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ARM big.LITTLE powers Raspberry Pi competitor

The ODROID-XU from Korean supplier Hardkernel claims to be the first cross-market embedded computer designed around ARM’s  big.LITTLE multicore processor architecture.

odroid-xuThe $169 computer board is a higher performance competitor to the Raspberry Pi computer board which is aimed at educational markets as well as professional embedded designs.

ODROID-XU is based on the Samsung Exynos5 Octa Cortex-A15 1.6Ghz quad core and Cortex-A7 quad core CPUs. For graphics it has Imaginations Technologies’ PowerVR SGX544MP3 GPU (OpenGL ES 2.0, OpenGL ES 1.1 and OpenCL 1.1 EP).

The developers can now access the OpenGL ES 2.0 and the OpenCL EP stack, which allows them to create new and compelling applications.

The full OpenCL EP stack and OpenGL ES 2.0 APIs allow developers to enhance visual effects in games, user interfaces or AR applications.

The basic package includes a XU board, a plastic case, an active cooler and 5V/4A PSU. You need additional MicroSD card or an eMMC module to install the OS.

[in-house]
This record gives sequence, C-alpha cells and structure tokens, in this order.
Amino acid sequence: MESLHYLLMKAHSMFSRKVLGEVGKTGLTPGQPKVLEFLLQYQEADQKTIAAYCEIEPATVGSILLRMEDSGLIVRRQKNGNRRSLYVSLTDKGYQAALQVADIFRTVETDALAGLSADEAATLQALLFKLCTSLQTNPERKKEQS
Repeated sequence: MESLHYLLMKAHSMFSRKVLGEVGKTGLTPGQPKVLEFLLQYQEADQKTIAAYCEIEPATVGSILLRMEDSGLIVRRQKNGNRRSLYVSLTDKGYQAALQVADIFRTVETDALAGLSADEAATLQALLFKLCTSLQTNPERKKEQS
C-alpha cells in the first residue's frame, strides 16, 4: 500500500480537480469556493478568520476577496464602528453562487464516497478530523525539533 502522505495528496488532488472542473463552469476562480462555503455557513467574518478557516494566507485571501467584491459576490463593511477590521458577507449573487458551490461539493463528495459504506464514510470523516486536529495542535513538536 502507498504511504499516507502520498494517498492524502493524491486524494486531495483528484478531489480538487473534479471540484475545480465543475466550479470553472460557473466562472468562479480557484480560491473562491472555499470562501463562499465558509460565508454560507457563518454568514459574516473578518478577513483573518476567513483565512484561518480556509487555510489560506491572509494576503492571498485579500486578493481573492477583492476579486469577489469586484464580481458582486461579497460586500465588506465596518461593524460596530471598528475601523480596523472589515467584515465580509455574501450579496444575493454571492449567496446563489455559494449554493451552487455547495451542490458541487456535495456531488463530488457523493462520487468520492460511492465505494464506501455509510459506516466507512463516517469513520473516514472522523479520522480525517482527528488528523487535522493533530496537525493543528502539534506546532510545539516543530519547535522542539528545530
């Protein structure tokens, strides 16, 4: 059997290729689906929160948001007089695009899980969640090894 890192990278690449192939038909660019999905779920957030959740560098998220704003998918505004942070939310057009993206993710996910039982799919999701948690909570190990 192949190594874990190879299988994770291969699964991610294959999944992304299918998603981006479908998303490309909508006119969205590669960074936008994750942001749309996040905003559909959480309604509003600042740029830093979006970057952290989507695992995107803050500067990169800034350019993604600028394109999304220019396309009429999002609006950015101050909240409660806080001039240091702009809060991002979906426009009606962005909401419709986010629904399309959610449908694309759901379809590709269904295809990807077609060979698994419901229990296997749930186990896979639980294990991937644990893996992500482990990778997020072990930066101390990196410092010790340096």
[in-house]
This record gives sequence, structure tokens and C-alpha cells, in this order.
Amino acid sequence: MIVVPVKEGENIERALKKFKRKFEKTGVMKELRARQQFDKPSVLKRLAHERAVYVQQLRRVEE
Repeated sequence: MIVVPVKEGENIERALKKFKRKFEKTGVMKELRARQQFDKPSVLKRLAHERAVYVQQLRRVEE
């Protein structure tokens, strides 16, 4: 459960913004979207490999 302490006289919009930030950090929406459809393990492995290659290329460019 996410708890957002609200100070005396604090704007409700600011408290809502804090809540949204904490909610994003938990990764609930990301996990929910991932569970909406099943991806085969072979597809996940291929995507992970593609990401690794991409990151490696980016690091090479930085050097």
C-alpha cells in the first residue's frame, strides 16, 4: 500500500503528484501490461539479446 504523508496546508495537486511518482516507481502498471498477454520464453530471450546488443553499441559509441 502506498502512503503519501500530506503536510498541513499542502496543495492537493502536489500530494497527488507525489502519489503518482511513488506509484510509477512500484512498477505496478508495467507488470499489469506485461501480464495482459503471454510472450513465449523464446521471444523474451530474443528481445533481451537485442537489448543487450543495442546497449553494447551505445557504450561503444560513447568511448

The memory spec includes 2Gbyte LPDDR3 RAM PoP, and interface support is USB 3.0 Host x 1, USB 3.0 OTG x 1 and USB 2.0 Host x 4. There is also an HDMI 1.4a output Type-D connector.

The first shipment will be in September.

big.LITTLE Systems

Technology known as big.LITTLE from ARM is essentially a heterogeneous compute architecture that tightly combines two different but fully compatible CPU core types, a ‘big’ CPU tuned for maximum performance at good efficiency and a ‘LITTLE’ CPU tuned for good performance and maximum efficiency.

Together, they form a highly efficient CPU subsystem that is capable of market-leading peak performance at lower average power consumption than other high-end mobile CPUs. Software is key to enabling this combination of performance and efficiency.

The current generation of ARM big.LITTLE technology integrates a Cortex-A15 CPU cluster and a Cortex-A7 CPU cluster using a cache coherent interconnect (CCI-400) and generic interrupt controller (GIC-400).

The two processors are architecturally identical, implementing the ARMv7-A architecture. Thus, an application binary compiled for a given processor will execute in an architecturally consistent way on the other processor. The key difference is in the micro-architecture.

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